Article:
Items tagged with Government

The average Internet user probably has no idea what "Tor" is. If you're one of those users, you've probably had no good reason to even investigate what it is, what it does, or how it hides. But if you're the NSA, you're acutely aware of Tor, and a new report suggests that both the NSA and GCHQ have had their sights on Tor. In simple terms, Tor is a network that protects anonymity of those who use it. What's interesting about Tor is that the software behind it is mostly funded by the U.S. government; despite all that, the U.S. National Security Agency has had no success in "developing attacks against... Read more...
Look out, Internet -- the government's moving in on your wild, wild west territory. The Federal Trade Commission has just announced new guidelines for online advertisers, hoping to ensure that search results and ads are distinguished from each other. The entity has found that in recent years, paid search results have become less distinguishable as advertising, and the FTC is urging the search industry to make sure the distinction is clear. Here's a blurb from the release: "According to both the FTC staff’s original search engine guidance and the updated guidance, failing to clearly and prominently... Read more...
Just as Apple and Samsung are pushing to get their phones cleared for high-security use within the U.S. government, a staple is announcing the expected. BlackBerry just announced that the U.S. Department of Defense has cleared BlackBerry 10 phones (and the PlayBook tablet as well, strangely) for use on DoD networks. Working with the Defense Information Systems Agency (DISA), BlackBerry 10 smartphones and BlackBerry PlayBook tablets have undergone successful testing through DoD labs leading to a subsequent listing on DISA's Unified Communications Approved Product List, and honestly, not too many... Read more...
Julius Genachowski announced today that he will be stepping down from his post as Chairman of the Federal Communications Commission in the "coming weeks." Thus will end a nearly four-year run for the lawyer and businessman, who was nominated by President Obama and confirmed by the Senate at the end of June in 2009. "Over the past four years, we’ve focused the FCC on broadband, wired and wireless, working to drive economic growth and improve the lives of all Americans. And thanks to you, the Commission’s employees, we’ve taken big steps to build a future where broadband is ubiquitous... Read more...
Don't worry folks, the White House hasn't lost its marbles (well, not based on this, anyway) by encouraging citizens across the nation to start hacking. The U.S. government doesn't want you to break into banking systems, and after Matthew Broderick almost started World War III in the 1980s, we're pretty sure it doesn't want you messing around with any military computers, either. So what's going on? The White House is embracing Civic Hacking Day! "Civic Hacking Day is an opportunity for software developers, technologists, and entrepreneurs to unleash their can-do American spirit by collaboratively... Read more...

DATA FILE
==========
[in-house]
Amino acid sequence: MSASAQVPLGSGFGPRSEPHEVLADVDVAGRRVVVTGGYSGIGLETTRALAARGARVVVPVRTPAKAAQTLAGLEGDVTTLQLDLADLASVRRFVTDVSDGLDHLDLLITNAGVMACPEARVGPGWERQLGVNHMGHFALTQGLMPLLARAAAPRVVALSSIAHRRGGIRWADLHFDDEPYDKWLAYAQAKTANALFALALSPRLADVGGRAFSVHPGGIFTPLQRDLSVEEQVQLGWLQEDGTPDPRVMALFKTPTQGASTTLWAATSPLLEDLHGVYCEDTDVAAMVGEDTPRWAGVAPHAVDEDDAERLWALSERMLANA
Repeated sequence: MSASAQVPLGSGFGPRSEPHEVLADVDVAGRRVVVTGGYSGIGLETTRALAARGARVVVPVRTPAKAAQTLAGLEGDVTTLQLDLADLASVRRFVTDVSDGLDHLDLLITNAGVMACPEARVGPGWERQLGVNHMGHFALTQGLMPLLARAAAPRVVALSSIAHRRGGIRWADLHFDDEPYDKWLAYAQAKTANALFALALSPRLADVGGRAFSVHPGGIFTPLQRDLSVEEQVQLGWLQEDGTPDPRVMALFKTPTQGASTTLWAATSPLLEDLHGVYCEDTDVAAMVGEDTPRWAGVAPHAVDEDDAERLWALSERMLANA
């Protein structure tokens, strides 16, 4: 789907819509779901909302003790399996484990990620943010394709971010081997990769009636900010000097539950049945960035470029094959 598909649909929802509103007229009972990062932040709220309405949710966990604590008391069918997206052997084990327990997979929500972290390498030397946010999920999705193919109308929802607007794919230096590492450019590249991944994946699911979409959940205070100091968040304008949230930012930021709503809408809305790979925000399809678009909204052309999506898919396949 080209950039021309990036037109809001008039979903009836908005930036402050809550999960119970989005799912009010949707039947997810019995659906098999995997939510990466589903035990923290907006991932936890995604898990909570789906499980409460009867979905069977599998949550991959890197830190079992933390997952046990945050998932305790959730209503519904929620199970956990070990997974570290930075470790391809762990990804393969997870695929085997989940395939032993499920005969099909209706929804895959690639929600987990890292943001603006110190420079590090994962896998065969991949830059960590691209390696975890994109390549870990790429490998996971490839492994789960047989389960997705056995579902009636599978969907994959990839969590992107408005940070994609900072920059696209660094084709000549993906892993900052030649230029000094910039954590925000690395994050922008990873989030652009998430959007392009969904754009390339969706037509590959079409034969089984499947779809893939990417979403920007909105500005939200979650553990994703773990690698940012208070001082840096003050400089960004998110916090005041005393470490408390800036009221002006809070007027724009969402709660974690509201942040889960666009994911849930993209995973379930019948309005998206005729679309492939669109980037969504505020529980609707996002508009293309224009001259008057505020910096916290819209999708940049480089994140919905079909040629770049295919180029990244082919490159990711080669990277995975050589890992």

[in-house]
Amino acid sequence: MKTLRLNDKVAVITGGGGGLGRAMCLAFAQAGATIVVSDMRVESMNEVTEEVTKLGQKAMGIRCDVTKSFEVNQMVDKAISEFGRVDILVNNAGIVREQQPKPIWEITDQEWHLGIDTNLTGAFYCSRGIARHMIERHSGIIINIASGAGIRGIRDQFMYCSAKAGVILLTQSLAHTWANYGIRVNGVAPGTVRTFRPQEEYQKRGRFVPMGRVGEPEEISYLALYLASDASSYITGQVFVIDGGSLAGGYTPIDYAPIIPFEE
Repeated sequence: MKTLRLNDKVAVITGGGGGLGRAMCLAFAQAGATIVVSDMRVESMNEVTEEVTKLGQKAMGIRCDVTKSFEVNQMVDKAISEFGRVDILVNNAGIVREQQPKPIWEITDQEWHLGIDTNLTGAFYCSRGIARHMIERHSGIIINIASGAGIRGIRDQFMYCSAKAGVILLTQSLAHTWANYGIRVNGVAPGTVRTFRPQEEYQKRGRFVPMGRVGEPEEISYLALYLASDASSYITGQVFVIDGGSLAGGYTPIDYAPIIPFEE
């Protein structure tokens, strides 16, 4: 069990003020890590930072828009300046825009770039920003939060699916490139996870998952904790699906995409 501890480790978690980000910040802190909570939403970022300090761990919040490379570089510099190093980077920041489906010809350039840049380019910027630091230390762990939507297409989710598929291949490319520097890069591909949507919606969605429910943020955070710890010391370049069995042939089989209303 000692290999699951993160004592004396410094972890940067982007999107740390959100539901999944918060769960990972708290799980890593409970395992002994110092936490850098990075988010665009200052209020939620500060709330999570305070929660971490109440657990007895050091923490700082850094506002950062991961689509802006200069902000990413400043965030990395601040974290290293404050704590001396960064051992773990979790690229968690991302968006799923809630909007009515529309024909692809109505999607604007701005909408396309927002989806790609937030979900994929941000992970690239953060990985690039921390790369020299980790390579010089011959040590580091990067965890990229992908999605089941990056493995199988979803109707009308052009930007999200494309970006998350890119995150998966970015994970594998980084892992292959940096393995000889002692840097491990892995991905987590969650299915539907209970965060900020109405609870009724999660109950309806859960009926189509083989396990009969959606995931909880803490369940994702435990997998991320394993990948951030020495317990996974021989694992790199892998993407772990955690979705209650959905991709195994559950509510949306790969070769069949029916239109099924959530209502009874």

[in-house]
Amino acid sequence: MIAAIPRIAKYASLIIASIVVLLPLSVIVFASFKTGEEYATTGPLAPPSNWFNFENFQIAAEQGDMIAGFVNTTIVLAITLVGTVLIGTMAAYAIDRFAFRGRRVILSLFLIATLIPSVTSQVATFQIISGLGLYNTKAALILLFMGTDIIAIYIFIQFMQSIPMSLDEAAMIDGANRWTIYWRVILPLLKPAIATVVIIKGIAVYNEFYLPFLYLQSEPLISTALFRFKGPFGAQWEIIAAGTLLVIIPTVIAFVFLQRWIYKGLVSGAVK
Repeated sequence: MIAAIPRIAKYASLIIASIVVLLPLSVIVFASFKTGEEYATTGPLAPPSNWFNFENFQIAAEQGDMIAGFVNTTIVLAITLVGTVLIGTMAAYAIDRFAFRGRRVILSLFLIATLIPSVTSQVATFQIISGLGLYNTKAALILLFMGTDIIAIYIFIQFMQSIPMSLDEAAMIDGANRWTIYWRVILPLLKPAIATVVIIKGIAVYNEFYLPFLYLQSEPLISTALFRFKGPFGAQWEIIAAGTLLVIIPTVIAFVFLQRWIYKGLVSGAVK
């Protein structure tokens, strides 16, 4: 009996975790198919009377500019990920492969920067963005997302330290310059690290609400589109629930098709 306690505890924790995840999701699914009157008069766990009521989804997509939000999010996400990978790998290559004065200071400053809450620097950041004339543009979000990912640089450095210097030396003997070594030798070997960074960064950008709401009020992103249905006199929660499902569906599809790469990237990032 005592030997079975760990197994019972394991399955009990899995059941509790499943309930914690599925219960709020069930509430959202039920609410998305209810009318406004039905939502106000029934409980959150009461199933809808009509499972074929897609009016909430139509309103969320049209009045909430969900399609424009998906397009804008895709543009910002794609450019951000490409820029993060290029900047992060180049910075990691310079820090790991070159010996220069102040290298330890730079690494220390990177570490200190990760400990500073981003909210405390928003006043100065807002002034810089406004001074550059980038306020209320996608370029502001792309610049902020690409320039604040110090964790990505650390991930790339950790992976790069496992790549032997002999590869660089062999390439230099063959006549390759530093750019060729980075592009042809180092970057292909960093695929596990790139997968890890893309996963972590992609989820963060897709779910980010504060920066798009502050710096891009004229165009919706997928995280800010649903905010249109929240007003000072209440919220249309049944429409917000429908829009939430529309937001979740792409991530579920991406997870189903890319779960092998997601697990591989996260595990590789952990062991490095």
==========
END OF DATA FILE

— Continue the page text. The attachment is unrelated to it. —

The federal government has released a slew of mobile apps for iPhone, Android and BlackBerry, in an effort to close the customer service gap between the public and private sectors. Getting the most attention is the Product Recalls app, which is available only on Android, and collates recall and safety information from the Consumer Product Safety Commission, National Highway Traffic Safety Administration, Food and Drug Administration and Department of Agriculture. But that’s just one of the new available apps. My TSA is available as an iPhone app and gives real-time status on flight delays,... Read more...
Net neutrality. Censorship. Freedom of speech. Global search. All of these items are becoming more and more visible in an interconnected world, and we suspect that these issues will become even more important as the Internet spreads. Recently, Google brought some of these matters into the mainstream light by taking on China in a way that no search engine ever had: Google refuses to continue censoring results, and redirected searches to their Hong Kong portal in order to achieve their goal while maintaining within China. This week, Google has opened another can of worms. The new Government Requests... Read more...